In the CSS2 box layout model the default vertical sizing of layout boxes and the default vertical alignment of images is different from the behavior of old browsers. These aspects of the layout can be changed by explicitly setting the display CSS property of the images (and possible surrounding <a> elements) to block.

If the table cells that contain only an image are marked with <td class="imgcell">, the required CSS rule is: .imgcell img, .imgcell a { display: block; }

Longer explanation…

Why are there still gaps even between text rows in tables when the layout engine is in the Standards mode or in the Almost Standards mode?

In the Standards mode and in the Almost Standards mode Mozilla does not suppress the default margins of the first and last child element in table cells. Therefore, the default margins for paragraphs apply even with markup such as <td><p>foo</p></td>.

Often the content of a cell in a table of tabular data does not constitute a paragraph. In that case, the easy solution is not to mark the contents of the cell as a paragraph.

When the paragraph markup is called for but the default margins are unwanted, zero margins can be suggested using CSS.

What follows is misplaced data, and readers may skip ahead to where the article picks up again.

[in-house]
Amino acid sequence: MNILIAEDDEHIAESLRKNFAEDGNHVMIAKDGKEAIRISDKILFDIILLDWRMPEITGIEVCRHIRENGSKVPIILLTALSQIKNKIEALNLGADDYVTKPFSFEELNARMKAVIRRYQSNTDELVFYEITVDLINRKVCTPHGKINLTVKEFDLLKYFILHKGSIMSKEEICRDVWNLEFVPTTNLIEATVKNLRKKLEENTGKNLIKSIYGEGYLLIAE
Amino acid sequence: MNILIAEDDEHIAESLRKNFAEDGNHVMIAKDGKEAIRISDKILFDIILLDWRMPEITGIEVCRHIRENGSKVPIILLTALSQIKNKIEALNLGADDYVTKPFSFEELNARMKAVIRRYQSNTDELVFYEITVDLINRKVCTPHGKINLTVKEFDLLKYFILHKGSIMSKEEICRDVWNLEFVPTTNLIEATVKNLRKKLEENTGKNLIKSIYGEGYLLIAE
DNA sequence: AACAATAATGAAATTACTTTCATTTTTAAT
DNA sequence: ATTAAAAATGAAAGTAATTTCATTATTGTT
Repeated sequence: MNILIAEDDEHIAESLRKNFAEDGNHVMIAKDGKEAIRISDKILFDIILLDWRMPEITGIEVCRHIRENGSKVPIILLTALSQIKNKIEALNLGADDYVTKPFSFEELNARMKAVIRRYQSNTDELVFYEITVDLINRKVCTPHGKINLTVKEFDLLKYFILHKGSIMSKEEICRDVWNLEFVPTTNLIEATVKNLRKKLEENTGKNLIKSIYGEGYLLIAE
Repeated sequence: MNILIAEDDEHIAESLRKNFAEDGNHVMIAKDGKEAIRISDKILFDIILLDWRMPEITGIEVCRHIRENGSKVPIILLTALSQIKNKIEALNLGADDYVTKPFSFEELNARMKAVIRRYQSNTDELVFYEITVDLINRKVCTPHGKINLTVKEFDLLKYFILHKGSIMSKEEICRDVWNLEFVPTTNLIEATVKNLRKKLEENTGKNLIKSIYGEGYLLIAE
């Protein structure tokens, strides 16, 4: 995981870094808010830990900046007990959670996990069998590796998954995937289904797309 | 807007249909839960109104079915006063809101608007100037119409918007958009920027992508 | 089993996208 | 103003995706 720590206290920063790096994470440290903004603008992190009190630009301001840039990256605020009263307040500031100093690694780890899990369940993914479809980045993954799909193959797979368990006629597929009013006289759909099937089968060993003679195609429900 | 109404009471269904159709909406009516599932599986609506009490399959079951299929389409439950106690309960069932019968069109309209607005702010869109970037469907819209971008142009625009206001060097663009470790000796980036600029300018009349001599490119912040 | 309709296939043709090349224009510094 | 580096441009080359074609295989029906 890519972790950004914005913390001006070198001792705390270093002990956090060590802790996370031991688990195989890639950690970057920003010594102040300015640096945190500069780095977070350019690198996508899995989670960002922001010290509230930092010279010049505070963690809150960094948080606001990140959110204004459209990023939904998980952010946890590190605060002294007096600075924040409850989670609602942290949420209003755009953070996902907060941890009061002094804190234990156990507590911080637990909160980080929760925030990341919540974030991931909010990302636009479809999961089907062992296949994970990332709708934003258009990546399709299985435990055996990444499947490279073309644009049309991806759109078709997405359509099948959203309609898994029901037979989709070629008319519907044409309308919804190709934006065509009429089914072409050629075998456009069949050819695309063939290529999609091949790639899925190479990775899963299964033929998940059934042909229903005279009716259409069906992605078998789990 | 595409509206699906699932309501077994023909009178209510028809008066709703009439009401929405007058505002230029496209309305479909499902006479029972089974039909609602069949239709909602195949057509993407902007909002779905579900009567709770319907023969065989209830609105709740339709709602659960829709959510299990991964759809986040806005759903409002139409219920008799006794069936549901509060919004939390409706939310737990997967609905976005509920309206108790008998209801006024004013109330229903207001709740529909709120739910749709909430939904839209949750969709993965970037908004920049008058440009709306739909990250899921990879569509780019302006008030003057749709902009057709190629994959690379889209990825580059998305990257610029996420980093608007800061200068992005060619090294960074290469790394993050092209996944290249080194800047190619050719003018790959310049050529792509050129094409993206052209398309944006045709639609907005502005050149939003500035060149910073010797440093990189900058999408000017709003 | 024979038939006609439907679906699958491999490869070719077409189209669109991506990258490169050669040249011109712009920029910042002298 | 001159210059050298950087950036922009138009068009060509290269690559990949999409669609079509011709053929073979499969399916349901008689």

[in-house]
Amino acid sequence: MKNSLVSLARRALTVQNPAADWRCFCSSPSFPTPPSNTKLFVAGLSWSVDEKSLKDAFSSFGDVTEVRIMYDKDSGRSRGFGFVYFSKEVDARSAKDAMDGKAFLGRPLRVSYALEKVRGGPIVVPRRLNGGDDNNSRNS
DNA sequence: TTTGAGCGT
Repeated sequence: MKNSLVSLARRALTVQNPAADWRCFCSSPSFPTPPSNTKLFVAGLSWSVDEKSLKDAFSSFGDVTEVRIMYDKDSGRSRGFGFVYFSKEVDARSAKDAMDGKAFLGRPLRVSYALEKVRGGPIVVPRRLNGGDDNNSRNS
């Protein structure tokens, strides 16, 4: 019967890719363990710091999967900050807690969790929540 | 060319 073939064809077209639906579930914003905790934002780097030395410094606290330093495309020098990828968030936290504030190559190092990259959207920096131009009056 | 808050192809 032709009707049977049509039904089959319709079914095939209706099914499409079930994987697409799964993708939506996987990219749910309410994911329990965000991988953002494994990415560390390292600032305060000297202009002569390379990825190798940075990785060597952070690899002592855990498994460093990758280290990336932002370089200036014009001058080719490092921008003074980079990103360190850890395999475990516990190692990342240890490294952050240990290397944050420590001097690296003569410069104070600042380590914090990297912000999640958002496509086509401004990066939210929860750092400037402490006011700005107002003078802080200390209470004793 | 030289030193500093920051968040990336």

My style sheet doesn’t work! Why?

Here’s the check list:

  • Does the HTML document validate? Styling misnested markup may cause strange effects.
    • The <link> and <style> elements should be inside the <head> element.
  • Does the CSS style sheet pass the syntax check? The CSS error handling rules require erroneous parts to be ignored rather than fixed by guessing.
    • Lengths other than zero should be followed by a proper unit without a space between the number and the unit (eg. 1.2em).
    • The character to use between the property name and the value is the colon—not the equal sign.
    • HTML markup, such as <style>, does not belong in .css files.
    • font-face is not a real CSS property. The property is font-family and @font-face is an at-rule.
    • If @import is used, it should be the first thing in a CSS file.
    • CSS parsing errors are reported to the JavaScript console.
  • Is the server sending the proper Content-Type header for CSS style sheets?
  • Class names and ids are case-sensitive.
  • The element selectors are case-sensitive with XML.
  • Style sheet processing instructions are only allowed in the prolog of XML documents. Also, they only work in XML documents—not in documents served as text/html.
  • width and height do not apply to non-replaced inline elements such as (by default) <span>.